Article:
Children, Pets, and Vehicles
Vehicles can be very dangerous for children and animals left inside. In the summer months in New England, the temperature in a closed car can rise quickly, and the vehicle can become a deadly place for a child or animal left, even for just a moment.
To keep young children and animals safe in and around cars:
- Never leave children or animals alone in a parked vehicle, even when they are asleep or restrained, and even if the windows are open.
- Always check inside the vehicle — front and back — before locking the door and walking away.
- If a child is missing, check your vehicle first, including the trunk.
- Do things to remind yourself that a child or animal is in the vehicle, such as placing your purse or briefcase in the back seat so you will check there when you leave the vehicle.
- Always lock your car and keep the keys out of children's reach.
- Ensure adequate supervision when children are playing in areas near parked motor vehicles.
If you see a child or animal alone in a hot vehicle, call the police. If they are in distress due to heat, get them out as quickly as possible and call 911 immediately.
Remember, all children ages 12 and under should ride in the back seat, properly restrained, even during quick errand trips. Infants and toddlers should remain in rear-facing car seats until they reach the highest weight or height allowed by their car safety seat manufacturer. At a minimum, children should ride rear-facing until they are at least 1 year old and weigh at least 20 pounds. You can find more information on child passenger safety on the DPH website.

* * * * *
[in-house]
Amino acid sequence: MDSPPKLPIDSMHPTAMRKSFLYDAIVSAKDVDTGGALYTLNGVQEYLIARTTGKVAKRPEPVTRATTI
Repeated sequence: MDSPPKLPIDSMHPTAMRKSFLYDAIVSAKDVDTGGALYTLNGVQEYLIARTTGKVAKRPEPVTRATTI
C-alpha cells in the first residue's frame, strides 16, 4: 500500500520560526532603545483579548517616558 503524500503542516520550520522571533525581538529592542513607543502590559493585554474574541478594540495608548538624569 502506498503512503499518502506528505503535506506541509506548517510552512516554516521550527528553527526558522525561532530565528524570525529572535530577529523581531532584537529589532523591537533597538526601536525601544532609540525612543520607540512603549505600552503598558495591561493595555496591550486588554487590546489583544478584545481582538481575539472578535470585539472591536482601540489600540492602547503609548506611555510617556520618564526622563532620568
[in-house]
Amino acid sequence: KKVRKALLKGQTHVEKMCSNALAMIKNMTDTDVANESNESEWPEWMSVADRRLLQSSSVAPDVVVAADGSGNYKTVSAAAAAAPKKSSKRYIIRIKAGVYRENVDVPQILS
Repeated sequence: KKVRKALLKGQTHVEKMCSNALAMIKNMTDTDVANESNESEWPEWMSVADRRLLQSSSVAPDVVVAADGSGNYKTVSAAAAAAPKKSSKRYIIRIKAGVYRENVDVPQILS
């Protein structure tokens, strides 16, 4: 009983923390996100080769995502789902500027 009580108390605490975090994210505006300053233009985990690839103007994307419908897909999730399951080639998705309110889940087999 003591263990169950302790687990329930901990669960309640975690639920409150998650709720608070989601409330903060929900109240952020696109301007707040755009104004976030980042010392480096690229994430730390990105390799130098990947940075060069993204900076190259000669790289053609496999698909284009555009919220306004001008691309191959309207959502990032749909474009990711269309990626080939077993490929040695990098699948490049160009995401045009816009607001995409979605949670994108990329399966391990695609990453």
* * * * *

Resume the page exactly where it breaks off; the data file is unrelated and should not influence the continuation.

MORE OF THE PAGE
Water and Pool Safety
Drowning is a leading cause of death among young children, nationally and in Massachusetts, with backyard pools posing the highest risk for children under age 5. To ensure a child’s safety around water:
- Supervise children in and around water at all times.
- Whenever infants and toddlers are in or around water, including the bathtub, an adult should be within an arm's length at all times providing "touch supervision."
- Completely separate the house and play area of the yard from the pool area with a fence. Consider automatic door locks or alarms to prevent access.
- Remove floats, balls, and other toys from the pool after use so children are not tempted to reach for them. After children are done swimming, secure the pool so they cannot get back in.
- Keep rescue equipment (such as a shepherd's hook or life preserver) and a phone near the pool.